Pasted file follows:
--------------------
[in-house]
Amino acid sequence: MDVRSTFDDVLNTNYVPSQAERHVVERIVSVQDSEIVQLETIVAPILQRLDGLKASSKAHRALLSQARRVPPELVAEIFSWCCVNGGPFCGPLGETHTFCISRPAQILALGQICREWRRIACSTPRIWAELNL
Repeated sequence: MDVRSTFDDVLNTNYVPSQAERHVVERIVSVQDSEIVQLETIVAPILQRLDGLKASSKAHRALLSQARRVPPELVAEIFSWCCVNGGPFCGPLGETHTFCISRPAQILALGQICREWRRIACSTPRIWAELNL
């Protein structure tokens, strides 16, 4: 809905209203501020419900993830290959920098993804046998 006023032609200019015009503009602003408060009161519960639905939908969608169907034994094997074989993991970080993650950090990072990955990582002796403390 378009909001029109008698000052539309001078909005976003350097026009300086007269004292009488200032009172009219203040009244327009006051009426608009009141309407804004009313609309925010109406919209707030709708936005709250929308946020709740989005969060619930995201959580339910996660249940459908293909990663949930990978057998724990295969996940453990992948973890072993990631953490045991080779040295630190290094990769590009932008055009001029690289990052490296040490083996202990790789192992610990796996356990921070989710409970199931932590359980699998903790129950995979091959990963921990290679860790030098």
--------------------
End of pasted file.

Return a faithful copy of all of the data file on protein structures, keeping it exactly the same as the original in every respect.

[in-house]
Amino acid sequence: MDVRSTFDDVLNTNYVPSQAERHVVERIVSVQDSEIVQLETIVAPILQRLDGLKASSKAHRALLSQARRVPPELVAEIFSWCCVNGGPFCGPLGETHTFCISRPAQILALGQICREWRRIACSTPRIWAELNL
Repeated sequence: MDVRSTFDDVLNTNYVPSQAERHVVERIVSVQDSEIVQLETIVAPILQRLDGLKASSKAHRALLSQARRVPPELVAEIFSWCCVNGGPFCGPLGETHTFCISRPAQILALGQICREWRRIACSTPRIWAELNL
């Protein structure tokens, strides 16, 4: 809905209203501020419900993830290959920098993804046998 006023032609200019015009503009602003408060009161519960639905939908969608169907034994094997074989993991970080993650950090990072990955990582002796403390 378009909001029109008698000052539309001078909005976003350097026009300086007269004292009488200032009172009219203040009244327009006051009426608009009141309407804004009313609309925010109406919209707030709708936005709250929308946020709740989005969060619930995201959580339910996660249940459908293909990663949930990978057998724990295969996940453990992948973890072993990631953490045991080779040295630190290094990769590009932008055009001029690289990052490296040490083996202990790789192992610990796996356990921070989710409970199931932590359980699998903790129950995979091959990963921990290679860790030098």